On Tuesday, the same day the Kochs are meddling in local elections in the state, communities across the state will vote to get money out of politics.

Clean-politics advisory referendums are on ballots across Wisconsin. Belleville, DeForest, Delavan, Edgerton, Elkhorn, Lake Mills, Shorewood, Waterloo, Waukesha, Waunakee, Wauwatosa, Whitefish Bay and Windsor will have an opportunity to urge their elected representatives to support an amendment to restore the authority of local, state and national officials to establish campaign finance rules ensuring that votes matter more than dollars. The initiative is backed by groups like Move to Amend and United Wisconsin. "The unlimited election spending by special-interest groups, allowed by the Supreme Court's Citizens United ruling, has drowned out the voices of ordinary people," says United Wisconsin Executive Director Lisa Subeck. "Urgent action is needed to restore our democracy to the hands of the people."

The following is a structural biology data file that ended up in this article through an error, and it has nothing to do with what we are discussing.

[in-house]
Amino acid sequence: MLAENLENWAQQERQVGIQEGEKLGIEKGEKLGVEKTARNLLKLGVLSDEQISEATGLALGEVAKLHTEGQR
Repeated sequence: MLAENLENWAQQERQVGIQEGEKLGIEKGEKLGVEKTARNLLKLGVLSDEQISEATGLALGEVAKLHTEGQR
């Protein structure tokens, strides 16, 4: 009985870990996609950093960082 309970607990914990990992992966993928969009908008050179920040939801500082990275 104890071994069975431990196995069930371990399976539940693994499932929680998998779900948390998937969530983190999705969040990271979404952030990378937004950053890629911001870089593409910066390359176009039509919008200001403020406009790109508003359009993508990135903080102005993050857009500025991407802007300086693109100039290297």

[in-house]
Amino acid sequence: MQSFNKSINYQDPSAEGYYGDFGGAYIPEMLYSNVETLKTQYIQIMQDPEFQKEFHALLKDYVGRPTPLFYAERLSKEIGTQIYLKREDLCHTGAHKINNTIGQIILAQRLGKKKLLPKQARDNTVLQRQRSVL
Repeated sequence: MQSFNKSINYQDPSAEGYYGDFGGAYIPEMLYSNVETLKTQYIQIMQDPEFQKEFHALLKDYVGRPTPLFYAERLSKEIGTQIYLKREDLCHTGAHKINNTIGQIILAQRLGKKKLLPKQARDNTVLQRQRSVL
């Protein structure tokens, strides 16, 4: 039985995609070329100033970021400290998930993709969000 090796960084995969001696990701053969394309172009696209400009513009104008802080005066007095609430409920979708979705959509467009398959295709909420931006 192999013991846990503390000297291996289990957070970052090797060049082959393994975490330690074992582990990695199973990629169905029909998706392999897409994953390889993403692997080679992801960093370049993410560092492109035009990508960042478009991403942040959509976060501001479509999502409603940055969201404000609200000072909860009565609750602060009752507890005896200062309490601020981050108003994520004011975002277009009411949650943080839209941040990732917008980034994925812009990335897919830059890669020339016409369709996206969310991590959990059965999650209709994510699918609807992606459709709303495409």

That urgency is especially real in rural communities-places like Iron County. That's why the Wisconsin Farmers Union is calling for a "yes" vote. "Citizens of all political stripes-Republicans, Democrats and independents-agree that we need to curb the corrupting influence of money in politics," says WFU Executive Director Tom Quinn. "Voting yes...will send a clear message that we the people are ready to take back our democracy."
(c) 2014 John Nichols writes about politics for The Nation magazine as its Washington correspondent. His new book on protests and politics, Uprising: How Wisconsin Renewed the Politics of Protest, from Madison to Wall Street, has just been published by Nation Books. Follow John Nichols on Twitter @NicholsUprising.